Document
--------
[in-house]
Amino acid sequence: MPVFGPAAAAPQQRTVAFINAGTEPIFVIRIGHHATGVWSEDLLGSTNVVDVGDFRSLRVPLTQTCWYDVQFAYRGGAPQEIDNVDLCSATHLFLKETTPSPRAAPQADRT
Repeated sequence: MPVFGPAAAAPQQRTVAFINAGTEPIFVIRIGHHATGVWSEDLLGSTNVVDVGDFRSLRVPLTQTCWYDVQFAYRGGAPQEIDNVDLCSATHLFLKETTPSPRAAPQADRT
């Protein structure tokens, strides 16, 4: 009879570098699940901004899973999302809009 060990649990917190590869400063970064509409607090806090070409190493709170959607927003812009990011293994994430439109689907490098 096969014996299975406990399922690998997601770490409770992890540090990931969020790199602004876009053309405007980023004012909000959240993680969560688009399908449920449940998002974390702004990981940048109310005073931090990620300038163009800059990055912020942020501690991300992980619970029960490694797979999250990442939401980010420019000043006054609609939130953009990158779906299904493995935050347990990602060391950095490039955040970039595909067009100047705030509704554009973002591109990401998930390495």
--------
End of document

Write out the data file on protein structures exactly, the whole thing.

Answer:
[in-house]
Amino acid sequence: MPVFGPAAAAPQQRTVAFINAGTEPIFVIRIGHHATGVWSEDLLGSTNVVDVGDFRSLRVPLTQTCWYDVQFAYRGGAPQEIDNVDLCSATHLFLKETTPSPRAAPQADRT
Repeated sequence: MPVFGPAAAAPQQRTVAFINAGTEPIFVIRIGHHATGVWSEDLLGSTNVVDVGDFRSLRVPLTQTCWYDVQFAYRGGAPQEIDNVDLCSATHLFLKETTPSPRAAPQADRT
């Protein structure tokens, strides 16, 4: 009879570098699940901004899973999302809009 060990649990917190590869400063970064509409607090806090070409190493709170959607927003812009990011293994994430439109689907490098 096969014996299975406990399922690998997601770490409770992890540090990931969020790199602004876009053309405007980023004012909000959240993680969560688009399908449920449940998002974390702004990981940048109310005073931090990620300038163009800059990055912020942020501690991300992980619970029960490694797979999250990442939401980010420019000043006054609609939130953009990158779906299904493995935050347990990602060391950095490039955040970039595909067009100047705030509704554009973002591109990401998930390495």